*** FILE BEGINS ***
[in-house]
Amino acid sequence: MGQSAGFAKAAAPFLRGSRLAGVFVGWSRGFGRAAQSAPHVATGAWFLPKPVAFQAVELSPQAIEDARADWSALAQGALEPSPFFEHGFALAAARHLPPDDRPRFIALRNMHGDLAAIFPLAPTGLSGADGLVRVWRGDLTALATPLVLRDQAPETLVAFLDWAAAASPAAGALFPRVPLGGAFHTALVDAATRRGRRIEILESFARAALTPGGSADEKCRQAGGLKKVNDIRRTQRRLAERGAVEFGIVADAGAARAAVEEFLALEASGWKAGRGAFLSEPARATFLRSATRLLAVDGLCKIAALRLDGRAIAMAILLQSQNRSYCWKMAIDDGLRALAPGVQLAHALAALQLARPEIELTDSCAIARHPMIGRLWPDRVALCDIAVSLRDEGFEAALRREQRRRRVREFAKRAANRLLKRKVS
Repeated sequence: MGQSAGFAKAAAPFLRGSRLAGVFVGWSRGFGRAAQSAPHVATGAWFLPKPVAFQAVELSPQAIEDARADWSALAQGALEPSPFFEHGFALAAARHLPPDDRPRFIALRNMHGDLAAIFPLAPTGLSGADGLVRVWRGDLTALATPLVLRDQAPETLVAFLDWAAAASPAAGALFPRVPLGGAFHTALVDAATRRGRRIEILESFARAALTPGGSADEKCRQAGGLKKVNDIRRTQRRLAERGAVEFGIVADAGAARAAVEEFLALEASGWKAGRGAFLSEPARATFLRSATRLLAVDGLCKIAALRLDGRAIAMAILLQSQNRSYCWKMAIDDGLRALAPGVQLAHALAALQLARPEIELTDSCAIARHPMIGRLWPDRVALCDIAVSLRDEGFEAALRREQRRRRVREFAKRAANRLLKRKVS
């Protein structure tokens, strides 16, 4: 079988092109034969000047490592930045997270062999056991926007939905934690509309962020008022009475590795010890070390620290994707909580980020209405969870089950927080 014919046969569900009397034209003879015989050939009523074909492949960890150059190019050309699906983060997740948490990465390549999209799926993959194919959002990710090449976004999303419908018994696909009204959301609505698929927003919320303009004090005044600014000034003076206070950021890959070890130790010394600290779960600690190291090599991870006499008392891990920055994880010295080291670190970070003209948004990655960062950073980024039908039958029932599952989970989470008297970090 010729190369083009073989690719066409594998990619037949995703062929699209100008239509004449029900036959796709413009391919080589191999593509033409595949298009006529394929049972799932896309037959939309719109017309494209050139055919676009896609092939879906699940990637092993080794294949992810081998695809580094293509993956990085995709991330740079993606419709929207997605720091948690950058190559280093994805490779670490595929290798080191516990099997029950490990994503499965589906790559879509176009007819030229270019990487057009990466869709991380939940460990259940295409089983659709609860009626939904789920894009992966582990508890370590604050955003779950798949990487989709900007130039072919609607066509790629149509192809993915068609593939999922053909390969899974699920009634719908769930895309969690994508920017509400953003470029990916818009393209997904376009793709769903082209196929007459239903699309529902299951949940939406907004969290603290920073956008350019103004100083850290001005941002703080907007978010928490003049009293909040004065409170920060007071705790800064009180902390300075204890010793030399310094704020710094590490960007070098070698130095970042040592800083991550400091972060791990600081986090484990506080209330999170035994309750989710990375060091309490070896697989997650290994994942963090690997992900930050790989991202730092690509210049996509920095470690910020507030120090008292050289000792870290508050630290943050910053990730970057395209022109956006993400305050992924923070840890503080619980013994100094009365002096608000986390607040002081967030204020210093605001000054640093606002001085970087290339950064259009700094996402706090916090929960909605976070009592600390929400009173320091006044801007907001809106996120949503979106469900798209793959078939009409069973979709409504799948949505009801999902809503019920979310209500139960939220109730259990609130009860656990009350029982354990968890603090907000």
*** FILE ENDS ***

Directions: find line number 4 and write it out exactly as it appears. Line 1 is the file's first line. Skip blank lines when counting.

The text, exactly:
């Protein structure tokens, strides 16, 4: 079988092109034969000047490592930045997270062999056991926007939905934690509309962020008022009475590795010890070390620290994707909580980020209405969870089950927080 014919046969569900009397034209003879015989050939009523074909492949960890150059190019050309699906983060997740948490990465390549999209799926993959194919959002990710090449976004999303419908018994696909009204959301609505698929927003919320303009004090005044600014000034003076206070950021890959070890130790010394600290779960600690190291090599991870006499008392891990920055994880010295080291670190970070003209948004990655960062950073980024039908039958029932599952989970989470008297970090 010729190369083009073989690719066409594998990619037949995703062929699209100008239509004449029900036959796709413009391919080589191999593509033409595949298009006529394929049972799932896309037959939309719109017309494209050139055919676009896609092939879906699940990637092993080794294949992810081998695809580094293509993956990085995709991330740079993606419709929207997605720091948690950058190559280093994805490779670490595929290798080191516990099997029950490990994503499965589906790559879509176009007819030229270019990487057009990466869709991380939940460990259940295409089983659709609860009626939904789920894009992966582990508890370590604050955003779950798949990487989709900007130039072919609607066509790629149509192809993915068609593939999922053909390969899974699920009634719908769930895309969690994508920017509400953003470029990916818009393209997904376009793709769903082209196929007459239903699309529902299951949940939406907004969290603290920073956008350019103004100083850290001005941002703080907007978010928490003049009293909040004065409170920060007071705790800064009180902390300075204890010793030399310094704020710094590490960007070098070698130095970042040592800083991550400091972060791990600081986090484990506080209330999170035994309750989710990375060091309490070896697989997650290994994942963090690997992900930050790989991202730092690509210049996509920095470690910020507030120090008292050289000792870290508050630290943050910053990730970057395209022109956006993400305050992924923070840890503080619980013994100094009365002096608000986390607040002081967030204020210093605001000054640093606002001085970087290339950064259009700094996402706090916090929960909605976070009592600390929400009173320091006044801007907001809106996120949503979106469900798209793959078939009409069973979709409504799948949505009801999902809503019920979310209500139960939220109730259990609130009860656990009350029982354990968890603090907000």